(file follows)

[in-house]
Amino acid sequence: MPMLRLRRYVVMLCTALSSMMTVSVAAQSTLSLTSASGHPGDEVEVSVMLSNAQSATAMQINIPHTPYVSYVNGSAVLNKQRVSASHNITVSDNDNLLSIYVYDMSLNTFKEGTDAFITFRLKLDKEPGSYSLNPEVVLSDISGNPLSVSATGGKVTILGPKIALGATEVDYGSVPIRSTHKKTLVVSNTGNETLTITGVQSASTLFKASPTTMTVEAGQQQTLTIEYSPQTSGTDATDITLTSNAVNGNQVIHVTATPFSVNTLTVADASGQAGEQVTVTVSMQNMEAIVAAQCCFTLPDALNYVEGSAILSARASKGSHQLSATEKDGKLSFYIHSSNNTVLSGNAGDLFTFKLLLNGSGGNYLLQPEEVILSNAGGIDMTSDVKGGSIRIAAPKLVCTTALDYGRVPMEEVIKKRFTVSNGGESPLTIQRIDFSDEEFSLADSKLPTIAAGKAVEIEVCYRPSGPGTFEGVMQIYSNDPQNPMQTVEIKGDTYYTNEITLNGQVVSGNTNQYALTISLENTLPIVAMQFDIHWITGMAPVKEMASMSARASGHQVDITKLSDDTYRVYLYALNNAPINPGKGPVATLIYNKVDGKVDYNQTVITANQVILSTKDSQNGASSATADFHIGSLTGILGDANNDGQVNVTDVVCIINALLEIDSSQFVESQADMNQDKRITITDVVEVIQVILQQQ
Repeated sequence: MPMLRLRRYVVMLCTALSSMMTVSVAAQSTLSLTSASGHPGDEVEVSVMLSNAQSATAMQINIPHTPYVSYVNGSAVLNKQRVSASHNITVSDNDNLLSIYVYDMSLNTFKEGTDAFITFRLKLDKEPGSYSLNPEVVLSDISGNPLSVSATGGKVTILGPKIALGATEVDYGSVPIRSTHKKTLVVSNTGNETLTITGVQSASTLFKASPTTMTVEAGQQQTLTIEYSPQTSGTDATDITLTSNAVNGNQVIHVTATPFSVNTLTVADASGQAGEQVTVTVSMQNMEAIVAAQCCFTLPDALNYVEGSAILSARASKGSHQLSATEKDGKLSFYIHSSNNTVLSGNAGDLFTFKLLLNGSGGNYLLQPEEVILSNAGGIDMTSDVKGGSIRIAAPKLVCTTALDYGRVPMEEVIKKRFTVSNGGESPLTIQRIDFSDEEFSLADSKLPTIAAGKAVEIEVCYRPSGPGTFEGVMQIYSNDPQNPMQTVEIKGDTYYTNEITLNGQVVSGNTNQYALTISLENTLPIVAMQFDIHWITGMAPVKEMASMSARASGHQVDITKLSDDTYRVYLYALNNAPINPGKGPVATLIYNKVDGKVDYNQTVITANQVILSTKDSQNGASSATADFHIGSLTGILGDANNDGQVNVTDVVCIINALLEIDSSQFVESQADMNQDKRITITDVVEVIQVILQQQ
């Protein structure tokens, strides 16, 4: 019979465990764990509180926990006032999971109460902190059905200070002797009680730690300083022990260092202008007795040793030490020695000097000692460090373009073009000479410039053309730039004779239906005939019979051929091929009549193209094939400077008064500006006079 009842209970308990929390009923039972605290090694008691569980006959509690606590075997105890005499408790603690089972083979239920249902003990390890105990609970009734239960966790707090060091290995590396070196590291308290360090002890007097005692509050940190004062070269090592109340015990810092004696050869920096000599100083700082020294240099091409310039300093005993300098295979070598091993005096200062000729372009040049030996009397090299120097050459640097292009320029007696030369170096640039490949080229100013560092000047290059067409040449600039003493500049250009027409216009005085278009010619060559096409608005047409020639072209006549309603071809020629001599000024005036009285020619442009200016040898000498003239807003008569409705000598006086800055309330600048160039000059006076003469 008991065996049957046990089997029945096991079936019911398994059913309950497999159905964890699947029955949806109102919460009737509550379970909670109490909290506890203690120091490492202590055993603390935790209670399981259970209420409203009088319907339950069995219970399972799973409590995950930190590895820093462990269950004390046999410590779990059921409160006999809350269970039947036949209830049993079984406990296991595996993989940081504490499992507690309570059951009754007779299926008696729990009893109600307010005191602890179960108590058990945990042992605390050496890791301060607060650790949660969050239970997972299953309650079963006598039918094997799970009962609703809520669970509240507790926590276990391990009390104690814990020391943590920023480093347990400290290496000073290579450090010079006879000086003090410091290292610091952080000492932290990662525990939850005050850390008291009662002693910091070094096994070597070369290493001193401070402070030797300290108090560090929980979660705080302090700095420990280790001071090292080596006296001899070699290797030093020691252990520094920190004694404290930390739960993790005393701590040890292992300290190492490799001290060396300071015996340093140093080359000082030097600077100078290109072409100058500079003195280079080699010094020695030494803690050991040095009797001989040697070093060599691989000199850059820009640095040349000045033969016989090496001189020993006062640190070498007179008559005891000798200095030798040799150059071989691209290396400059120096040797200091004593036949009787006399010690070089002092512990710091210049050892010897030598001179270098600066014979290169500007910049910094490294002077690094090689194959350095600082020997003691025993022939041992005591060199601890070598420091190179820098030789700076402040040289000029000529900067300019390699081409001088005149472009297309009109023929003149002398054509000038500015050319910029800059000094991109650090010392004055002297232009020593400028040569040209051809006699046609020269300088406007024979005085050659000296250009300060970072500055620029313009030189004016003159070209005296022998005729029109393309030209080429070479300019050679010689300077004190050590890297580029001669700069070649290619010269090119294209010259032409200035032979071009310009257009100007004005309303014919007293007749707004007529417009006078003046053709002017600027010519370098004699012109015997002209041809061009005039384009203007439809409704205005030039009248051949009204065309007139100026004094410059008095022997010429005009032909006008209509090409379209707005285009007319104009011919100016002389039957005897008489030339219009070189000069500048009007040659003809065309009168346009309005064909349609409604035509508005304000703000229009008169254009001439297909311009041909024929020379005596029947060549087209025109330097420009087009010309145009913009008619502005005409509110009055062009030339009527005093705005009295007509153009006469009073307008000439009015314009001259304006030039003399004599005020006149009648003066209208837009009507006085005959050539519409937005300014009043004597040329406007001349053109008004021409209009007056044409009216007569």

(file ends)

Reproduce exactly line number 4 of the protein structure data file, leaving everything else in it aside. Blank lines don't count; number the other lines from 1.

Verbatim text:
């Protein structure tokens, strides 16, 4: 019979465990764990509180926990006032999971109460902190059905200070002797009680730690300083022990260092202008007795040793030490020695000097000692460090373009073009000479410039053309730039004779239906005939019979051929091929009549193209094939400077008064500006006079 009842209970308990929390009923039972605290090694008691569980006959509690606590075997105890005499408790603690089972083979239920249902003990390890105990609970009734239960966790707090060091290995590396070196590291308290360090002890007097005692509050940190004062070269090592109340015990810092004696050869920096000599100083700082020294240099091409310039300093005993300098295979070598091993005096200062000729372009040049030996009397090299120097050459640097292009320029007696030369170096640039490949080229100013560092000047290059067409040449600039003493500049250009027409216009005085278009010619060559096409608005047409020639072209006549309603071809020629001599000024005036009285020619442009200016040898000498003239807003008569409705000598006086800055309330600048160039000059006076003469 008991065996049957046990089997029945096991079936019911398994059913309950497999159905964890699947029955949806109102919460009737509550379970909670109490909290506890203690120091490492202590055993603390935790209670399981259970209420409203009088319907339950069995219970399972799973409590995950930190590895820093462990269950004390046999410590779990059921409160006999809350269970039947036949209830049993079984406990296991595996993989940081504490499992507690309570059951009754007779299926008696729990009893109600307010005191602890179960108590058990945990042992605390050496890791301060607060650790949660969050239970997972299953309650079963006598039918094997799970009962609703809520669970509240507790926590276990391990009390104690814990020391943590920023480093347990400290290496000073290579450090010079006879000086003090410091290292610091952080000492932290990662525990939850005050850390008291009662002693910091070094096994070597070369290493001193401070402070030797300290108090560090929980979660705080302090700095420990280790001071090292080596006296001899070699290797030093020691252990520094920190004694404290930390739960993790005393701590040890292992300290190492490799001290060396300071015996340093140093080359000082030097600077100078290109072409100058500079003195280079080699010094020695030494803690050991040095009797001989040697070093060599691989000199850059820009640095040349000045033969016989090496001189020993006062640190070498007179008559005891000798200095030798040799150059071989691209290396400059120096040797200091004593036949009787006399010690070089002092512990710091210049050892010897030598001179270098600066014979290169500007910049910094490294002077690094090689194959350095600082020997003691025993022939041992005591060199601890070598420091190179820098030789700076402040040289000029000529900067300019390699081409001088005149472009297309009109023929003149002398054509000038500015050319910029800059000094991109650090010392004055002297232009020593400028040569040209051809006699046609020269300088406007024979005085050659000296250009300060970072500055620029313009030189004016003159070209005296022998005729029109393309030209080429070479300019050679010689300077004190050590890297580029001669700069070649290619010269090119294209010259032409200035032979071009310009257009100007004005309303014919007293007749707004007529417009006078003046053709002017600027010519370098004699012109015997002209041809061009005039384009203007439809409704205005030039009248051949009204065309007139100026004094410059008095022997010429005009032909006008209509090409379209707005285009007319104009011919100016002389039957005897008489030339219009070189000069500048009007040659003809065309009168346009309005064909349609409604035509508005304000703000229009008169254009001439297909311009041909024929020379005596029947060549087209025109330097420009087009010309145009913009008619502005005409509110009055062009030339009527005093705005009295007509153009006469009073307008000439009015314009001259304006030039003399004599005020006149009648003066209208837009009507006085005959050539519409937005300014009043004597040329406007001349053109008004021409209009007056044409009216007569």